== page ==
The Spartans

The Spartans : An Epic History

By (author) Paul Cartledge

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The Spartan legend has inspired and captivated subsequent generations with evidence of its legacy found in both the Roman and British Empires. The Spartans are our ancestors, every bit as much as the Athenians. But while Athens promoted democracy, individualism, culture and society, their great rivals Sparta embodied militarism, totalitarianism, segregation and brutal repression. As ruthless as they were self-sacrificing, their devastatingly successful war rituals made the Spartans the ultimate fighting force, epitomized by Thermopylae. While slave masters to the Helots for over three centuries, Spartan women, such as Helen of Troy, were free to indulge in education, dance and sport. Interspersed with the personal biographies of leading figures, and based on 30 years' research, The Spartans tracks the people from 480 to 360 BC charting Sparta's progression from the Great Power of the Aegean Greek world to its ultimate demise. "Cartledge's crystalline prose, his vivacious storytelling and his lucid historical insights combine here to provide a first-rate history of the Spartans, their significance to ancient Greece and their influence on our culture" Publishing News

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  • Paperback | 288 pages
  • 130 x 196 x 22mm | 280g
  • 03 Oct 2003
  • Pan MacMillan
  • Pan Books
  • London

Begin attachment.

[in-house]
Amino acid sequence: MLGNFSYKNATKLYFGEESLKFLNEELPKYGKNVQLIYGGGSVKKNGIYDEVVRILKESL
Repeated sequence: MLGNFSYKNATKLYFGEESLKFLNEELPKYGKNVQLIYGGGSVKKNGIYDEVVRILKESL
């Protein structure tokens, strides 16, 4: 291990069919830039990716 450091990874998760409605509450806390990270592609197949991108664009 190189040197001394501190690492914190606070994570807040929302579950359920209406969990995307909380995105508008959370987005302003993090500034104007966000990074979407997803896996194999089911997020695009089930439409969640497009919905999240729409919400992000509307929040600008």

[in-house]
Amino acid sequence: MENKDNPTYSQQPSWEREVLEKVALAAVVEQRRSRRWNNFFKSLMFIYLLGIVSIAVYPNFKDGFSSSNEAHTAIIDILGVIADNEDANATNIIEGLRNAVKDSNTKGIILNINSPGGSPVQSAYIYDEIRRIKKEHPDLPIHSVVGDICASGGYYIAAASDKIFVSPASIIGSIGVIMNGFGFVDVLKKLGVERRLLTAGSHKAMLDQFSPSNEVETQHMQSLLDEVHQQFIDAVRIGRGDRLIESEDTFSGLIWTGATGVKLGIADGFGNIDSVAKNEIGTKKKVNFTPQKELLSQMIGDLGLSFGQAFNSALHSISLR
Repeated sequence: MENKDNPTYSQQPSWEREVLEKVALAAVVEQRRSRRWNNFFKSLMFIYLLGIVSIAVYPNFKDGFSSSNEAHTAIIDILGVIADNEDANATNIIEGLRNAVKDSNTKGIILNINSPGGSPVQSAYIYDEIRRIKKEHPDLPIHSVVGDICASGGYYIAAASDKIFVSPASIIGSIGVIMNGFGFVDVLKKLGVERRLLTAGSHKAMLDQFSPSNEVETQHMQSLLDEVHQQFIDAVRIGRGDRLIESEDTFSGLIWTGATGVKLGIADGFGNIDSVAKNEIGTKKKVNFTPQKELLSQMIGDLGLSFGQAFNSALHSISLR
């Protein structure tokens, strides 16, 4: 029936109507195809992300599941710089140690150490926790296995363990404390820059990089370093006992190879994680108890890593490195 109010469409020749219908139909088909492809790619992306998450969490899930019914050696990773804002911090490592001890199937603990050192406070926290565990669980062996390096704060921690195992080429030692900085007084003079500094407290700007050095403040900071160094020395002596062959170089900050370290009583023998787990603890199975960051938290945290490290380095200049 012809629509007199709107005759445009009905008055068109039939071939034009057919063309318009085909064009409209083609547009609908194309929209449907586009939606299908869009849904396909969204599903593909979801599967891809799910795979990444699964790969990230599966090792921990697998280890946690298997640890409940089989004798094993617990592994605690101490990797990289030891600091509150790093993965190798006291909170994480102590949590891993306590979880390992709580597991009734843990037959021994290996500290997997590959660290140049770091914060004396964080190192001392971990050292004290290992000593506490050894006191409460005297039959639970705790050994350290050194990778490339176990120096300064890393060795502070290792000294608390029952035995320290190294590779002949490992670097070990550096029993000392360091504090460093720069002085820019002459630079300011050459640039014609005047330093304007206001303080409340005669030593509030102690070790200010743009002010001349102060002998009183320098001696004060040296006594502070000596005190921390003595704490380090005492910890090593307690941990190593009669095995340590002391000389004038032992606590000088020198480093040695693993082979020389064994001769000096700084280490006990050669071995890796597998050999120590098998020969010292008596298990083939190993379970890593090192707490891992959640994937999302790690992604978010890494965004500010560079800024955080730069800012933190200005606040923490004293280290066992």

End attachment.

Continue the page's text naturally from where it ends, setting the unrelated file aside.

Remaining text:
• English
  • Illustrations (some col.), maps
  • 0330413252
  • 9780330413251
  • 127,196

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Author Information

Paul Cartledge is widely acknowledged to be the world's leading expert on the subject of Sparta and the Spartans. He is Professor of Greek History at Cambridge University. He has written and edited many works, including Spartan Reflections and acted as academic consultant on the Channel 4 television series 'The Spartans'.

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Review text

The recent UK television series The Spartans has revived the interest in this exceptional race of warrior heroes, whose very name has passed into our lexicon as a synonym for toughness and self-sacrifice. Paul Cartledge's accompanying book is less populist than the television series, and none the worse for that: although firmly based on translations from ancient texts, it is made more accessible for the lay reader by the potted biographies of individual Spartan men and women which are interspersed throughout its pages. We experience the drama of the battle of Thermopylae and the devastating impact of the earthquake that struck Sparta town, followed by a revolt of the Helot slaves that was to continue for four years. In addition to famous leaders such as Lysander and Pausanias, we learn something of how life was lived by the famously independent and wayward Spartan women, including the fact that Spartan girls were often educated to the same standard as their brothers, and took part in athletics competitions, unlike their Athenian counterparts. In fact, throughout the book, Cartledge argues that, although we revere the Athenians, with their culture, arts and democratic ideals, as the founders of Western civilization, the Spartans are equally our ancestors. The book, illustrated with a selection of photographs of artefacts, covers the period from 480 to 360 BC, ending with the decline and fall which seems to be the inevitable fate of every great empire, and satisfyingly answers the question of why we are still so gripped by the myth of Sparta. (Kirkus UK)

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